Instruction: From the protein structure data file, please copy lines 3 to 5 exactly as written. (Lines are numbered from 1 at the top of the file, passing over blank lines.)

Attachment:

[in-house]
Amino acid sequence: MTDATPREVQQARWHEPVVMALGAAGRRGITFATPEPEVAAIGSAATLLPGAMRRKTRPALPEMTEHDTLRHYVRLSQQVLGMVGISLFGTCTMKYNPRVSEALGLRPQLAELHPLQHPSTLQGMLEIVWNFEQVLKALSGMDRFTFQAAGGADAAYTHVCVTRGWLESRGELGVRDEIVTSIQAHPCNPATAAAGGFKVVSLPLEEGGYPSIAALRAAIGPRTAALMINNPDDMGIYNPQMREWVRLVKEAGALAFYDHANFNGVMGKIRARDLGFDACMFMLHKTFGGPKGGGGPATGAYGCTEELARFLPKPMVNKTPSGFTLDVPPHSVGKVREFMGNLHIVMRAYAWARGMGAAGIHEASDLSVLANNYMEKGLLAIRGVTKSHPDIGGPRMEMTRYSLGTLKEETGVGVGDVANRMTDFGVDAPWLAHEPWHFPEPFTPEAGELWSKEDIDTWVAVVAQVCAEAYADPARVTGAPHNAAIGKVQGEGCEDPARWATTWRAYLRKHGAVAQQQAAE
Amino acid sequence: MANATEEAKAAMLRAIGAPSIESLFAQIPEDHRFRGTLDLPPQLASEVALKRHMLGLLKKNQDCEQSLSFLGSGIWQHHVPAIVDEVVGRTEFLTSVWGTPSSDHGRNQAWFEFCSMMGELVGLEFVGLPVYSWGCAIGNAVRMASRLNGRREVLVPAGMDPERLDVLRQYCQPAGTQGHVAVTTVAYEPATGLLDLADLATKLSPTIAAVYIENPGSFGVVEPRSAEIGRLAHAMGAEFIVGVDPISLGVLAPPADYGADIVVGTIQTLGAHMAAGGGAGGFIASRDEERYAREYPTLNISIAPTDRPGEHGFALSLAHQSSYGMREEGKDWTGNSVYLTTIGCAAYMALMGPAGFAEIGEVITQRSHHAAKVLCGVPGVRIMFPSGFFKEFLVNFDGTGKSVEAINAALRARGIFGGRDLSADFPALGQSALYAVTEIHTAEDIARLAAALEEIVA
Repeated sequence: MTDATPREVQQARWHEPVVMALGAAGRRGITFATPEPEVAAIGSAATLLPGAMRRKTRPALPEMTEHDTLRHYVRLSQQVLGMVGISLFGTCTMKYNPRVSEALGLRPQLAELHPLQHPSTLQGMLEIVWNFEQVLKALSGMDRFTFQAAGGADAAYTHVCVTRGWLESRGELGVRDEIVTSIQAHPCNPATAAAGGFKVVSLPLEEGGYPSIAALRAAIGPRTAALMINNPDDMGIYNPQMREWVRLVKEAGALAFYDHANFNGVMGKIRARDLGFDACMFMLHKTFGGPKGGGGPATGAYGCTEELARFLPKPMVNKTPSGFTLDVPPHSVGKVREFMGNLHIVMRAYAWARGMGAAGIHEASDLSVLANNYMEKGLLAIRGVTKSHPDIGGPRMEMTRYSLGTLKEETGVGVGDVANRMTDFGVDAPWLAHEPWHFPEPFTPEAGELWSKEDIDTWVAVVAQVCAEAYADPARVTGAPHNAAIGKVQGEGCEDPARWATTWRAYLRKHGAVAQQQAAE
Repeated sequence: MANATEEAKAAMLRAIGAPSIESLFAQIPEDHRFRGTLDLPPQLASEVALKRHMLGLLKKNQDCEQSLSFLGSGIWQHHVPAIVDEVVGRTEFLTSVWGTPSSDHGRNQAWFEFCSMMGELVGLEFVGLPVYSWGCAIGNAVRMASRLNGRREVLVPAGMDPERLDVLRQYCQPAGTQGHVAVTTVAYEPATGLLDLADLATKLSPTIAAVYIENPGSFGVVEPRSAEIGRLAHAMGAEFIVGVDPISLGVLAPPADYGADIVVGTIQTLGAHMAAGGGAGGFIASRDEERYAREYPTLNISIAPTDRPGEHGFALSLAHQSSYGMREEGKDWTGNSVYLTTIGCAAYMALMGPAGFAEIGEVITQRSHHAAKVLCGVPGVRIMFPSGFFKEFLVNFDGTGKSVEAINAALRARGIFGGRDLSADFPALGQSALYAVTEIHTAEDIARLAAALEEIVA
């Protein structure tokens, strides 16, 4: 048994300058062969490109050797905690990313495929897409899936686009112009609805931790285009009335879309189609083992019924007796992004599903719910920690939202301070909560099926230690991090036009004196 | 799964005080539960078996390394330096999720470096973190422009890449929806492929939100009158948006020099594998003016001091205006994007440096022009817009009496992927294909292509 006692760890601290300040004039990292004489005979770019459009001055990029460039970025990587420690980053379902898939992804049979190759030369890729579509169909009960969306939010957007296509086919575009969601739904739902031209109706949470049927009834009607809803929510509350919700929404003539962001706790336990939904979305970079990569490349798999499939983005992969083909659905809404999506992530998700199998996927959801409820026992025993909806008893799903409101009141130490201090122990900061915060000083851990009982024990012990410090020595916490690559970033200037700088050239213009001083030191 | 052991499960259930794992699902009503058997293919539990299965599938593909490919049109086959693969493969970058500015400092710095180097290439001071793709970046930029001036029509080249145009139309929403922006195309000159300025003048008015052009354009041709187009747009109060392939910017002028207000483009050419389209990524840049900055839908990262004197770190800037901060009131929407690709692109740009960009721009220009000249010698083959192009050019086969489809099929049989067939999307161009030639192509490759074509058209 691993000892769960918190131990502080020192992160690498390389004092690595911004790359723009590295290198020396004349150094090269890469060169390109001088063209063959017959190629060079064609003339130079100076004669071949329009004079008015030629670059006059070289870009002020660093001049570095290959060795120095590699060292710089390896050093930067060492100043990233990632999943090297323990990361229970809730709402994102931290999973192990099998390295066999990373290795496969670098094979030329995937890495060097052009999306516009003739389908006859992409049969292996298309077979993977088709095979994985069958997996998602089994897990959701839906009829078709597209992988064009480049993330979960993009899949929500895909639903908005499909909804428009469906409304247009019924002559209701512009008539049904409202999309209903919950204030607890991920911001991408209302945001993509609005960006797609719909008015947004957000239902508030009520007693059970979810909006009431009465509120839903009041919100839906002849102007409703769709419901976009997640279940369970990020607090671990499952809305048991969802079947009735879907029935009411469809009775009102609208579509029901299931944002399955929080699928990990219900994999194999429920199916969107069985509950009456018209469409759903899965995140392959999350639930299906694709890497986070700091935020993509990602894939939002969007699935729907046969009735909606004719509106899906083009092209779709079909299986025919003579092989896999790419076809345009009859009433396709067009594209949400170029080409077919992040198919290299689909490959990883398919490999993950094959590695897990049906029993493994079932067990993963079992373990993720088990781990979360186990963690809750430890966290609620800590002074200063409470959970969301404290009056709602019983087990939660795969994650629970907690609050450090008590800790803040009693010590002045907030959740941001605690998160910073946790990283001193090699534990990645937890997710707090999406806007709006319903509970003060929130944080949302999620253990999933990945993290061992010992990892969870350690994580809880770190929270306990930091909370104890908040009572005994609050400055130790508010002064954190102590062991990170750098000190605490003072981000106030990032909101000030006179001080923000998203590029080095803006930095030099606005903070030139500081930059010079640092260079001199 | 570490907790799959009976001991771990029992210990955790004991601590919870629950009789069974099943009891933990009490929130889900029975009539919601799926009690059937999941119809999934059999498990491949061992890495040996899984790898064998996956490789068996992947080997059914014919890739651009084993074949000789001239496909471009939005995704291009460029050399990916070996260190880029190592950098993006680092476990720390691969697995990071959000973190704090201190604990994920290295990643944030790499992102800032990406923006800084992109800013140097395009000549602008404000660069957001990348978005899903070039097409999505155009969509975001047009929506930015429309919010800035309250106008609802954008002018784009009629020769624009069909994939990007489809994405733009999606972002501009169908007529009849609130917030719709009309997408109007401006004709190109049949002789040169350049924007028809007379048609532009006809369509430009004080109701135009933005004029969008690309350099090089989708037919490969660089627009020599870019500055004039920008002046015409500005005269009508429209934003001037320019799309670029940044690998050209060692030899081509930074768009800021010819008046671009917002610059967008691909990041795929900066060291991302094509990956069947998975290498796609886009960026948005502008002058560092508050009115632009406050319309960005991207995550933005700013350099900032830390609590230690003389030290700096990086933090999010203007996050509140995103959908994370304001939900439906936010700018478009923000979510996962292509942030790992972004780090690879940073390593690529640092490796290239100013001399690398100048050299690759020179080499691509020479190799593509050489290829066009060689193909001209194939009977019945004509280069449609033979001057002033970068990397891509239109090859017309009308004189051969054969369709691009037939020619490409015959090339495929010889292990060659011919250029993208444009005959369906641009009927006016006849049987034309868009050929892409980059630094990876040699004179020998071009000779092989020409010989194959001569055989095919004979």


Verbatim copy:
Amino acid sequence: MANATEEAKAAMLRAIGAPSIESLFAQIPEDHRFRGTLDLPPQLASEVALKRHMLGLLKKNQDCEQSLSFLGSGIWQHHVPAIVDEVVGRTEFLTSVWGTPSSDHGRNQAWFEFCSMMGELVGLEFVGLPVYSWGCAIGNAVRMASRLNGRREVLVPAGMDPERLDVLRQYCQPAGTQGHVAVTTVAYEPATGLLDLADLATKLSPTIAAVYIENPGSFGVVEPRSAEIGRLAHAMGAEFIVGVDPISLGVLAPPADYGADIVVGTIQTLGAHMAAGGGAGGFIASRDEERYAREYPTLNISIAPTDRPGEHGFALSLAHQSSYGMREEGKDWTGNSVYLTTIGCAAYMALMGPAGFAEIGEVITQRSHHAAKVLCGVPGVRIMFPSGFFKEFLVNFDGTGKSVEAINAALRARGIFGGRDLSADFPALGQSALYAVTEIHTAEDIARLAAALEEIVA
Repeated sequence: MTDATPREVQQARWHEPVVMALGAAGRRGITFATPEPEVAAIGSAATLLPGAMRRKTRPALPEMTEHDTLRHYVRLSQQVLGMVGISLFGTCTMKYNPRVSEALGLRPQLAELHPLQHPSTLQGMLEIVWNFEQVLKALSGMDRFTFQAAGGADAAYTHVCVTRGWLESRGELGVRDEIVTSIQAHPCNPATAAAGGFKVVSLPLEEGGYPSIAALRAAIGPRTAALMINNPDDMGIYNPQMREWVRLVKEAGALAFYDHANFNGVMGKIRARDLGFDACMFMLHKTFGGPKGGGGPATGAYGCTEELARFLPKPMVNKTPSGFTLDVPPHSVGKVREFMGNLHIVMRAYAWARGMGAAGIHEASDLSVLANNYMEKGLLAIRGVTKSHPDIGGPRMEMTRYSLGTLKEETGVGVGDVANRMTDFGVDAPWLAHEPWHFPEPFTPEAGELWSKEDIDTWVAVVAQVCAEAYADPARVTGAPHNAAIGKVQGEGCEDPARWATTWRAYLRKHGAVAQQQAAE
Repeated sequence: MANATEEAKAAMLRAIGAPSIESLFAQIPEDHRFRGTLDLPPQLASEVALKRHMLGLLKKNQDCEQSLSFLGSGIWQHHVPAIVDEVVGRTEFLTSVWGTPSSDHGRNQAWFEFCSMMGELVGLEFVGLPVYSWGCAIGNAVRMASRLNGRREVLVPAGMDPERLDVLRQYCQPAGTQGHVAVTTVAYEPATGLLDLADLATKLSPTIAAVYIENPGSFGVVEPRSAEIGRLAHAMGAEFIVGVDPISLGVLAPPADYGADIVVGTIQTLGAHMAAGGGAGGFIASRDEERYAREYPTLNISIAPTDRPGEHGFALSLAHQSSYGMREEGKDWTGNSVYLTTIGCAAYMALMGPAGFAEIGEVITQRSHHAAKVLCGVPGVRIMFPSGFFKEFLVNFDGTGKSVEAINAALRARGIFGGRDLSADFPALGQSALYAVTEIHTAEDIARLAAALEEIVA